Susan Calman: Strictly Come Dancing is helping my depression22nd Oct 17 | Entertainment News
The show has boosted the comedian's self confidence.
Strictly Come Dancing star Susan Calman has revealed competing in the show has helped in her fight against depression.
The Scottish comedian has quickly become a fan favourite after five weeks of competition alongside partner Kevin Clifton.
She said the show had “undoubtedly” boosted her self confidence as well as helping her to think more positively.
“I’m a great believer in exercise helping depression,” Calman said.
“The absolute joy I am getting from performing on a Saturday night, it is helping without question, helping my mood and how I feel about things.”
She added: “I’m not 6ft tall, I suffer from self-confidence issues like a lot of women and men and I’m kind of doing it to show you can put yourself out there and you can have fun doing it.
“I’ve gone out and danced live in front of nearly 11 million people on a Saturday night and people seem to be enjoying it so my self-confidence is going up.”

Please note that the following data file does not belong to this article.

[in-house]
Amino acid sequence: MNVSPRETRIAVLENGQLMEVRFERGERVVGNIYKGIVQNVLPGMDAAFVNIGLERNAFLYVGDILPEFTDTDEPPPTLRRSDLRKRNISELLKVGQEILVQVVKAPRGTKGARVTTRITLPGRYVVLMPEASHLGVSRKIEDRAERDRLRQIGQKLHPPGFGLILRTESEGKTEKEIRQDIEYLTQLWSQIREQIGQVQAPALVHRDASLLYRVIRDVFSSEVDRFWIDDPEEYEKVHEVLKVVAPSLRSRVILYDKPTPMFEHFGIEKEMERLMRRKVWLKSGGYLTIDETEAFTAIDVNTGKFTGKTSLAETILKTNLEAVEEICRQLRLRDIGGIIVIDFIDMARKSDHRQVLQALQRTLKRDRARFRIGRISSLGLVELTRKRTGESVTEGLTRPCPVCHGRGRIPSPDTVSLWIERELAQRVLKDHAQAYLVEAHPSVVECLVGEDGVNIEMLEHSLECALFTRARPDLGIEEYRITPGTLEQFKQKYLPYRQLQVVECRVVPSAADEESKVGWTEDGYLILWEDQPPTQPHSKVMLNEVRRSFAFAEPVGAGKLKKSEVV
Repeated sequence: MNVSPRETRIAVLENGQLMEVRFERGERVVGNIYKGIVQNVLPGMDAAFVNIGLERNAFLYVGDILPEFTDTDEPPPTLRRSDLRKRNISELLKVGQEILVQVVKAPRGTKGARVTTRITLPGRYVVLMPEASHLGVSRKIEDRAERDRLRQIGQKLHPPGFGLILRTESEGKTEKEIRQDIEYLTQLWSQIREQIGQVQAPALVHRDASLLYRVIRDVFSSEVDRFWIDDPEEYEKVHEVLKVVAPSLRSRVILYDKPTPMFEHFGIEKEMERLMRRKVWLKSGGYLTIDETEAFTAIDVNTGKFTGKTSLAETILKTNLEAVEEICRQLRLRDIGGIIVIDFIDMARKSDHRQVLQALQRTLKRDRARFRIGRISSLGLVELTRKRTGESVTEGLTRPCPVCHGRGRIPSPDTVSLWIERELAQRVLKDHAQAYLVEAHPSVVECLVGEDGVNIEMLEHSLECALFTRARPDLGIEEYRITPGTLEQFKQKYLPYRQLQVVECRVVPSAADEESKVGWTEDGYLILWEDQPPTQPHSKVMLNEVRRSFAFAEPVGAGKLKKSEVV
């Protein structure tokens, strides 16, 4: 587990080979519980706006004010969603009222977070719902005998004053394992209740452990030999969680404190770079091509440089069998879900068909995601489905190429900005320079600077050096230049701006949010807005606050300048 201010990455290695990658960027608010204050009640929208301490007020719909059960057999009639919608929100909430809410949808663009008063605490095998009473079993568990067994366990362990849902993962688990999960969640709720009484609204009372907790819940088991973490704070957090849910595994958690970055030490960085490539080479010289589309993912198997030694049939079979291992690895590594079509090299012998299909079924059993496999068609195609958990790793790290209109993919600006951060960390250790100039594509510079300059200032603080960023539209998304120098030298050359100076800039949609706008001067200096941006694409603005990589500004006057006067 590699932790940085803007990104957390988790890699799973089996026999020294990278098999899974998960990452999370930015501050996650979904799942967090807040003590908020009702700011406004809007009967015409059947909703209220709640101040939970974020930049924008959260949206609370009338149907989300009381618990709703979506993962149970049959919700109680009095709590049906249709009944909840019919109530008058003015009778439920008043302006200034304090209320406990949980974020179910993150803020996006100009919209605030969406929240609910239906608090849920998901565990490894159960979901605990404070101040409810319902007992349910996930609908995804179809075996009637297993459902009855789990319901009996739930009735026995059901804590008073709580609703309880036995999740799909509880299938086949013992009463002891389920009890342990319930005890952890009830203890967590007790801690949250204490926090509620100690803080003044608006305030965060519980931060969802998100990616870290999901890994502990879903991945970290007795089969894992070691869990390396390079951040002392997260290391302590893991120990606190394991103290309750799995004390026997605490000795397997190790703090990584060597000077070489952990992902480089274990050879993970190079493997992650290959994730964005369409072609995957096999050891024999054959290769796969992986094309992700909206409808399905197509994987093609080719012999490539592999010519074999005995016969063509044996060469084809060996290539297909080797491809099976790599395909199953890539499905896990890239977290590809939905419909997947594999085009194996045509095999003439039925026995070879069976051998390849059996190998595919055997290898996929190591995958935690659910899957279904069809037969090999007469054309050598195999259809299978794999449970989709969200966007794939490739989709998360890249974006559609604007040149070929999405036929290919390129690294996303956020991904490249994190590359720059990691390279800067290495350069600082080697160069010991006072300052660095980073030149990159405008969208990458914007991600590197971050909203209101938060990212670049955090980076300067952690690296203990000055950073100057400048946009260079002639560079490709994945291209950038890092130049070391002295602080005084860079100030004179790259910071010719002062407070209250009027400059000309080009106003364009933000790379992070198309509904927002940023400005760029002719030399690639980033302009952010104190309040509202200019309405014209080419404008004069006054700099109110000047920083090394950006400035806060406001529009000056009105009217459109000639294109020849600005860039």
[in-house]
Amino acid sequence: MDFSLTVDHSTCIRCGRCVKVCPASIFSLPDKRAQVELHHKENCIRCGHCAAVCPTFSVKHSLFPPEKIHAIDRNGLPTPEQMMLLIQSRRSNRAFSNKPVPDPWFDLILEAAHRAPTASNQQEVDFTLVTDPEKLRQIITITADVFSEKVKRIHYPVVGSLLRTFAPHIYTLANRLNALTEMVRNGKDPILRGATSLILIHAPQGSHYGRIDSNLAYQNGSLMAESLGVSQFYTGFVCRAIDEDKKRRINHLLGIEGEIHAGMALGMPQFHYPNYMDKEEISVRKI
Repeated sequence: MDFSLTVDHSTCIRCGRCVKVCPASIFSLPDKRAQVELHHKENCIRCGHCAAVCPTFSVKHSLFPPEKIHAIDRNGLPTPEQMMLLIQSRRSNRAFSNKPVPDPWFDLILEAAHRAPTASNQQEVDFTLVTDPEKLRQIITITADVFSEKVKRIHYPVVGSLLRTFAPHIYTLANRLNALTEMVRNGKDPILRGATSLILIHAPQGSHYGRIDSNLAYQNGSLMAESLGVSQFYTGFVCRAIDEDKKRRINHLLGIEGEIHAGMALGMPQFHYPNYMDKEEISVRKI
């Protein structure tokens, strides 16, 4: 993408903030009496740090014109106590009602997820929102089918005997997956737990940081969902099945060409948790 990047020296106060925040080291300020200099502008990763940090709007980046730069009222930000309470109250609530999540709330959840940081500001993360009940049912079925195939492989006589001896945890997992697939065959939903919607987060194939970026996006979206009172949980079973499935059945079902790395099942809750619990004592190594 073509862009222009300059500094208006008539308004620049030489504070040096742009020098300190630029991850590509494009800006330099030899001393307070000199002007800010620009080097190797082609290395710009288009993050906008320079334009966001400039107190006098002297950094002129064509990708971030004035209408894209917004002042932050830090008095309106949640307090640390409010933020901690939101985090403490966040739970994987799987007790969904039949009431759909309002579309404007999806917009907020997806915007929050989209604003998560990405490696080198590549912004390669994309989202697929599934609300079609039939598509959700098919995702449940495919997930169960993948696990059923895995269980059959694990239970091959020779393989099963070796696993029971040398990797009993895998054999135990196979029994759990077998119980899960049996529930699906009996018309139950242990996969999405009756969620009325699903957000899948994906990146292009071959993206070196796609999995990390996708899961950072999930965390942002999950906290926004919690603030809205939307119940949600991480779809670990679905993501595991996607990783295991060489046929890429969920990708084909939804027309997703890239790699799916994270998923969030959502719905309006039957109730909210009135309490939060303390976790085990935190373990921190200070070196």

Asked whether she thought that was helping her to connect with viewers, Calman said: “Anything that helps people is a fantastic thing and if me doing it is helping people then that’s great.
“I’ve always been very positive about my depression and it doesn’t need to be as horrific if we talk about it and are open about it.
“The great thing about Strictly is there are millions of people who had absolutely no idea who I was and are simply responding to someone really trying their best to do a Cha Cha.
“I’m exactly like everyone who is sitting at home. Last year I was sitting on my sofa with a takeaway and a bottle of wine watching Strictly and now I’m doing it.”
She revealed last week’s impressive quickstep had led to her and Clifton being chased round the supermarket near their training base in Glasgow by fans offering compliments.
“It really does change things but in a really good way because the absolute wave of love and joy we got after Saturday night was incredible,” Calman said.
© Press Association 2017